Interior Health rejects RDCO biosolids application plan for Brenda Mines

The regional district’s plan to disperse biosolids material from the Westside Regional Wastewater Treatment Plant onto Peachland’s watershed area at Brenda Mines will not proceed as they had hoped. On April 25, in a letter to district staff, Interior Health stated they have advised Regional District of Central Okanagan (RDCO) not to proceed with the land application plan, citing concerns about the safety of Peachland’s water supply.

Last November RDCO manager of environmental services Peter Rotheisler told Peachland council the multi-million dollar water treatment plant already on site at Brenda Mines offers unique environmental control in that it treats water from the site before it heads into Trepanier Creek, thus protecting Peachland’s drinking water source from any contamination.

However, according to their letter to district staff, Interior Health officials are less than confident that the treatment plant would be sufficient to protect Peachland’s watershed.

“Interior Health has reviewed the land application plan for applying Class B biosolids to [the] Brenda Mines site,” Interior Health environmental health officer Anita Ely wrote. “The attached letter has been sent to the Regional District of Central Okanagan directing not to proceed with the land application plan, citing potential risks to drinking water downstream from the site.”

Ely went on to say that Interior Health has determined that the treatment and management of biosolids deposited at the Brenda Mines site cannot adequately ensure that the drinking water downstream is protected if an extreme weather event occurs.

“The on-site treatment and management of biosolids are not designed to treat or eliminate disease causing micro-organisms from entering the drinking water. Therefore, water flowing away from the site and feeding into the area drinking water sources may be at risk of being contaminated,” Ely said.

In an April 24 letter to the RDCO, Interior Health medical health officer Robert A. Parker further specified, “In addition, Brenda Mines on-site treatment, operator training, monitoring, regulatory oversight, governance and incident response are not designed for drinking water treatment and elimination of pathogen loading of water, if ideal biosolids application conditions are not met. Therefore there is insufficient means to mitigate the risk of pathogen contamination of released water.”

Back in November, council passed a resolution offering provisional support for the project subject to the following conditions:

  • Confirmation from Interior Health that they have no concerns with the proposal;
  • That it is undertaken on a one-year trial basis; and
  • That a local public consultation process takes place prior to implementation.

Rotheisler said Interior Health advised they would not consider the proposal until after a formal application to the province had been submitted, which is why on March 25 he said the RDCO had moved forward with an application to the province to spread biosolids materials from the Westside Regional Wastewater Treatment Plant onto Peachland’s watershed area at Brenda Mines, despite Peachland council’s expressed request that they not proceed before conducting a local public consultation process and ensuring Interior Health has no concerns about the project’s impact on the safety of Peachland’s water supply.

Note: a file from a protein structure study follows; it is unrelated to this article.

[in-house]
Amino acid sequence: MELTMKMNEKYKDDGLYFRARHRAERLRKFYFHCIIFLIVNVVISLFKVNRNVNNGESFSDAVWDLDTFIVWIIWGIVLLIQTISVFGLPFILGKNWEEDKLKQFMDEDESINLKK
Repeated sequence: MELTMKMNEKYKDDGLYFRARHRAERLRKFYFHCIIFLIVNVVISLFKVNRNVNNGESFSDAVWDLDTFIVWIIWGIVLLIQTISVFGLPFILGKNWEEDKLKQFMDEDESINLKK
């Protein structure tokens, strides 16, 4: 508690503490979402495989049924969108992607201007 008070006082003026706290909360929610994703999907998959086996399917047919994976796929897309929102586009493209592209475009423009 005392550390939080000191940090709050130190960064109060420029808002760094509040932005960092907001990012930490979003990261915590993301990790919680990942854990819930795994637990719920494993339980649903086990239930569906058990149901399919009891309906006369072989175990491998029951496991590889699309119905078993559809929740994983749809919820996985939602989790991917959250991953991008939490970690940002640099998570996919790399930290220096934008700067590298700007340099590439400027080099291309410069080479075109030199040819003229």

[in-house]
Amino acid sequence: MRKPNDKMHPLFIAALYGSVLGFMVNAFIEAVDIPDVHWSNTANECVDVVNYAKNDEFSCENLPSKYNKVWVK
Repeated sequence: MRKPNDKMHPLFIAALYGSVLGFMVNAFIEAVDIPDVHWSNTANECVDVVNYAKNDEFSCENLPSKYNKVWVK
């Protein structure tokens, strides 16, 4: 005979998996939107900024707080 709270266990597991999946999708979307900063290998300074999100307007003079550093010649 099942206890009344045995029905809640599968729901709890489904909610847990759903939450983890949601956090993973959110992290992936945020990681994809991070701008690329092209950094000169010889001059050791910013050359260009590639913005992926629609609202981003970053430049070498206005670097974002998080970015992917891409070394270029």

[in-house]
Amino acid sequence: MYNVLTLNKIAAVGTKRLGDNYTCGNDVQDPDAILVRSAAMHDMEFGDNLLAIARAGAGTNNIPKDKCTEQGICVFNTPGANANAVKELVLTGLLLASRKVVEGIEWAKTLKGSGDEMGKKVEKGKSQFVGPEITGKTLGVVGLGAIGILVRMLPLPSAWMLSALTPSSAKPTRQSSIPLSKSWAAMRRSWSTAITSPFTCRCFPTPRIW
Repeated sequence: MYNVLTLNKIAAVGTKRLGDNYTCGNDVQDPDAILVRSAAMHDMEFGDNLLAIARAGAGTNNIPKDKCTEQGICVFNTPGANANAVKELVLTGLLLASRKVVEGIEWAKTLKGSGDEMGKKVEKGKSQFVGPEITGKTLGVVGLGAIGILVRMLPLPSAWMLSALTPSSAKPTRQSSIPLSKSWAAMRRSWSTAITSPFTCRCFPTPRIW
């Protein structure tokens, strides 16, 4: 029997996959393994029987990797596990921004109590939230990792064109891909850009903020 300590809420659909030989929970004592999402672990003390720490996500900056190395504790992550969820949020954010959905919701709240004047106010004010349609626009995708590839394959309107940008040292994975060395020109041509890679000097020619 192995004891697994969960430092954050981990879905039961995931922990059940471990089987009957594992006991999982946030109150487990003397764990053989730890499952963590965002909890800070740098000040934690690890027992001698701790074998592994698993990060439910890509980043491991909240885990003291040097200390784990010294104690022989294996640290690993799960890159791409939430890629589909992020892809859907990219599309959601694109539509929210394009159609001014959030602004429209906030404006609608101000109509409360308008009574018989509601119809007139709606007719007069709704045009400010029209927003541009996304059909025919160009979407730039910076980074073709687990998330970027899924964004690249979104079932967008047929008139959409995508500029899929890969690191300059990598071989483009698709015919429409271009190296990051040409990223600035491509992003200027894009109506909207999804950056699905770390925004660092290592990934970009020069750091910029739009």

An application to the province is necessary to proceed because the land application of biosolids is regulated by the provincial government under the organic matter recycling regulation, rather than by municipal or regional governments.

Due to the first condition not being met, Mayor Keith Fielding said he made it clear to the regional district board that Peachland no longer supports the project.

“I was really just really delighted to see that Interior Health were quite unequivocal in their response,” Mayor Fielding said.

Without Interior Health and district support, the RDCO will now need to explore other options for disposing of the biosolids material. However, finding an affordable and appropriate means of dealing with biosolids from the wastewater plant has proven challenging for the regional district.

“It is going to go back to the Westside wastewater treatment service select committee, of which we have several members,” director of operations Joe Mitchell said in his presentation to the committee of the whole last Tuesday. “We don’t know exactly what is going to happen as of yet but the project is not going ahead.”

“I would have to say that it is a huge relief that biosolids are not going to be deposited at the Brenda Mines area. As I said before, it was an ill conceived idea at the start,” Councillor Cindy Fortin said.

“I’m glad to see this is not going ahead,” Councillor Vern Moberg said. “I think everybody should be well expectant that no matter how many representatives we have on the committee, that we’re going to get an increase in trucking fees to get rid of it.”

Material from the Westside Regional Wastewater Treatment Plant is currently hauled to a location near Clinton, B.C. for disposal, but the RDCO says it is very expensive to transport the waste material out of the region.

Rotheisler told district council the initial plan was to move forward with using multiple sites within Westbank First Nation forest land but that plan was abruptly cancelled last summer.

Rotheisler told the committee of the whole that the Westbank First Nation did not support the spreading of biosolids in the community forest because it impacted their ability to gather berries on the site.

Joanne Layh
Peachland View

Related Posts

Leave A Comment

Leave a Reply

Your email address will not be published.

Do NOT follow this link or you will be banned from the site!